This article claims that Ralph Ellison's use and then revision of French existential themes is essential to understanding his overriding message of Invisible Man: Ellison's hope for a more polyglot American democracy that transcends the white democracy of mid twentieth century America. Specifically, I argue that Ellison, after demonstrating his ability to understand and engage in the traditional ideology of European existentialism, deviates from its individualistic conclusions demanding that the larger community, not just the solitary individual, must become ethically responsible if the classic existential tenet of authenticity is to be achieved. In order to establish this claim, I identify key passages in Invisible Man that indicate Ellison's desire to engage the existential movement. Writings from Camus and Sartre provide the foundation for comparison between Ellison's work and the French based philosophy. This background provides the groundwork to explore Ellison's deviations from the existential forms of his day. These departures have significant implications for Ellison's view of a socially productive individual, and therefore of his message in Invisible Man. In order to document the prevalence of existentialism in Ellison's literary consciousness, I then discuss its rise and decline in postwar New York. I also outline what is known about Ellison's relationship to the movement. Lastly, I conclude with a discussion of the philosophical tradition of existential philosophy and the difference between the philosophy of existence, seen in the Western canon through philosophers like Kierkegaard, and existentialism, one of its popular manifestations that peaked in the 1940s. Separating the two existential movements allows me to explore the tangential way most Ellison critics have associated him with existentialism and advocate for a more inclusive critical discussion of Ellison's relationship to existentialism.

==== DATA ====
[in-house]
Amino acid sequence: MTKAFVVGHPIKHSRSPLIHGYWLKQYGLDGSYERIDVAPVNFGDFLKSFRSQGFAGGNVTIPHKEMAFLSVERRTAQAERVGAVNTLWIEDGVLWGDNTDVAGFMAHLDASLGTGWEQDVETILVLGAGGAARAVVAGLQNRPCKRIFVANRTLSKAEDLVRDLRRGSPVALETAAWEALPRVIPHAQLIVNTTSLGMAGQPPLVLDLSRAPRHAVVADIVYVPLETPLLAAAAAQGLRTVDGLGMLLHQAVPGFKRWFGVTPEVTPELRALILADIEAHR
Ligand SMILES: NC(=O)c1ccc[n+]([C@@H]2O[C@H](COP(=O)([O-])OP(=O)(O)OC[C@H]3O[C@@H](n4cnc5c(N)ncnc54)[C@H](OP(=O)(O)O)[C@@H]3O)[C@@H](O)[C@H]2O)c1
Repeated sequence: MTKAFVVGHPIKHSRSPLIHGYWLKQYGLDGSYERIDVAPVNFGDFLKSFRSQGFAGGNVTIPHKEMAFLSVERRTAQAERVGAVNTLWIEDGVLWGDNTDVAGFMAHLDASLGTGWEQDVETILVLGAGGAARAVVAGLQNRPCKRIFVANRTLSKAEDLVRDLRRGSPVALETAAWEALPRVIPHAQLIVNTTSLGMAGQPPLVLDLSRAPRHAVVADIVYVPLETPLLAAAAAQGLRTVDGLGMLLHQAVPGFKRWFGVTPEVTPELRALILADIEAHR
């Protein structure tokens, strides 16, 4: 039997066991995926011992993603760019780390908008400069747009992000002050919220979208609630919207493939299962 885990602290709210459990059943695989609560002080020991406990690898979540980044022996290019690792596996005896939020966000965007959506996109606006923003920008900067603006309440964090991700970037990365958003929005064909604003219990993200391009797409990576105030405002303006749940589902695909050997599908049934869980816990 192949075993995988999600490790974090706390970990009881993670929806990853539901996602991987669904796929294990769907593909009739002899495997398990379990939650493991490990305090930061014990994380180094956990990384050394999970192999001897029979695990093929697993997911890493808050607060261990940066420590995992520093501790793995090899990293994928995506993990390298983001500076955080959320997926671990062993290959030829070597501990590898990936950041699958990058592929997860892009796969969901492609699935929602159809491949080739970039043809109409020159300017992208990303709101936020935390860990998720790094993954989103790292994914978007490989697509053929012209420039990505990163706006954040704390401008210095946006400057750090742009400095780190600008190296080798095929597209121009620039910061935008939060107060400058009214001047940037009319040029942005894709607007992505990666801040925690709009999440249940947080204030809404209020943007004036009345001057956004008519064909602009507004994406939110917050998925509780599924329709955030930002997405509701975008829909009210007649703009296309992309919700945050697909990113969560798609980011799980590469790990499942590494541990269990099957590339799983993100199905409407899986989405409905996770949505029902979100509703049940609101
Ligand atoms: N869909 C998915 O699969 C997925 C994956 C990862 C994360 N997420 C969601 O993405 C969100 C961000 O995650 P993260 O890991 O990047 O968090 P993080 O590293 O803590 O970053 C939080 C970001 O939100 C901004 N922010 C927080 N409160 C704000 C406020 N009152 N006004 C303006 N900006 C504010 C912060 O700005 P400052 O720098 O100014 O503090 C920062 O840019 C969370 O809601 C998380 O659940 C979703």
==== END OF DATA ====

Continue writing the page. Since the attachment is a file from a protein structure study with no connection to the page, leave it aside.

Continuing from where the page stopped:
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Humanities; English



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Ralph Ellison, Invisible Man, existentialism, Albert Camus, Jean Paul Sartre